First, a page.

On most indicators of social and educational achievement, rural schools tend to lag behind their metropolitan counterparts. Overcoming these disadvantages through a common curriculum throughout Australia has been one of the aims of the development of the Australian Curriculum. However, will the Australian Curriculum achieve this goal? Any conclusion of disadvantage implies a comparison to some ‘norm’ or advantaged location. In educational achievement terms, this is usually against a form of standardised measure within a common statebased, or soon to be national, curriculum. The tacit implication therein that the same knowledge is necessary and desirable for all students fails to recognise that place renders some kinds of knowledge more valuable and useful than others. Consequently rural student dis-engagement and under-achievement can often be a function of a perceived lack of relevance or due recognition of the nature and value of place-based knowledge. This paper explores how a national approach to curriculum may in fact entrench rural educational disadvantage by positioning rural knowledges in an eternal binary with dominant metropolitan knowledges.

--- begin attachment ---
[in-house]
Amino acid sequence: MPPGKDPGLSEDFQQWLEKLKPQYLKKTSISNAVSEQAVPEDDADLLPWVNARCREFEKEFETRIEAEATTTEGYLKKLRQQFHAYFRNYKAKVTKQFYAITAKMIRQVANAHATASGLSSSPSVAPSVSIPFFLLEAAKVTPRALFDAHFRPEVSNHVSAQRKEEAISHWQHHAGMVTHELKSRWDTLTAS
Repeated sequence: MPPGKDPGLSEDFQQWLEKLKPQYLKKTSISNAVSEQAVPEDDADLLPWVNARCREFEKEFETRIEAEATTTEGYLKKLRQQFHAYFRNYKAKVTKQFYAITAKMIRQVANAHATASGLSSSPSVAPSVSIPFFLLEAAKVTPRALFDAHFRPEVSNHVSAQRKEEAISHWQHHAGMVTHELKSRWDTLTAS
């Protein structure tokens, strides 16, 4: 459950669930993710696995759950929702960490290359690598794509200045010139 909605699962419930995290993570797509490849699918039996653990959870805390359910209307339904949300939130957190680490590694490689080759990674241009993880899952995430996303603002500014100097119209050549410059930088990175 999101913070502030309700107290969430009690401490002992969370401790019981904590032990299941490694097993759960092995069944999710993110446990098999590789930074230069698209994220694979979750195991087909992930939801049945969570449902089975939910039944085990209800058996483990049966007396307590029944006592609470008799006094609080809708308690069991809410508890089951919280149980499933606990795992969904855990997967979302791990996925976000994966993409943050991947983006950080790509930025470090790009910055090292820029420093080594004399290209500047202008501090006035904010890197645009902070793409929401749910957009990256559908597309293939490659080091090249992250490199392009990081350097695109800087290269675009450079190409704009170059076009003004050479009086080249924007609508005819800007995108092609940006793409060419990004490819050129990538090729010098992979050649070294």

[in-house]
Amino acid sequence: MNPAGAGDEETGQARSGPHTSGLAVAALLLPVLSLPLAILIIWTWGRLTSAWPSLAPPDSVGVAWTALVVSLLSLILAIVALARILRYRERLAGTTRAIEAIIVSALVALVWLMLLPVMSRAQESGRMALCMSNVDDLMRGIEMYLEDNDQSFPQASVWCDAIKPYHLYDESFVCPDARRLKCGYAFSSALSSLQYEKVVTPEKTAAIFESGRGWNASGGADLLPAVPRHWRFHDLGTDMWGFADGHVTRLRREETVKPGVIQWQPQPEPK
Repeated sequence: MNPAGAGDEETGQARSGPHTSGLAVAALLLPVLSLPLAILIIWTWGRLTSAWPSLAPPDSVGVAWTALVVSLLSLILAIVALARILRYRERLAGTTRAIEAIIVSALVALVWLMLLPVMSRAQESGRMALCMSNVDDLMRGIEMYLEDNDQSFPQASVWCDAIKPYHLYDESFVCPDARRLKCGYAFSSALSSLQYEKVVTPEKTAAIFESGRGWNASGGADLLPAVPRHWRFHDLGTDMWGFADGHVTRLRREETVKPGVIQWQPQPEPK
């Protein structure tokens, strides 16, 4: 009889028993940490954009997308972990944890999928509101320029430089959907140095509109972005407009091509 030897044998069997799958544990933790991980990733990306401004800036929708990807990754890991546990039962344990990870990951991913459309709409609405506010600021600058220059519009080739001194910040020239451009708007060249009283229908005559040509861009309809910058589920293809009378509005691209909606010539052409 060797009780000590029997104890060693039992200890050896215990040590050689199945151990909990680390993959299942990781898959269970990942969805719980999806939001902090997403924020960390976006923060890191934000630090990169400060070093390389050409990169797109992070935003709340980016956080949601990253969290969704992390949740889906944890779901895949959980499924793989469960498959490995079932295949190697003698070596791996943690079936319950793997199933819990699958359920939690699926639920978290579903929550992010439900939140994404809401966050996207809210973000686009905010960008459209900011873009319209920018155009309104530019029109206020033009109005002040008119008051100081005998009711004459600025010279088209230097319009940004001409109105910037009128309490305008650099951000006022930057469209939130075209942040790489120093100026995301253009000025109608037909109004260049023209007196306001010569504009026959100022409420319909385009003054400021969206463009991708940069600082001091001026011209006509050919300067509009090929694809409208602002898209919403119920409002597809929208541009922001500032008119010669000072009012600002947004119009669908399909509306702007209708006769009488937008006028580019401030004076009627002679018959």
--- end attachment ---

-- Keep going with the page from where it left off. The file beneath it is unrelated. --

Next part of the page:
|Number of pages||10|
|Publication status||Published - 2014|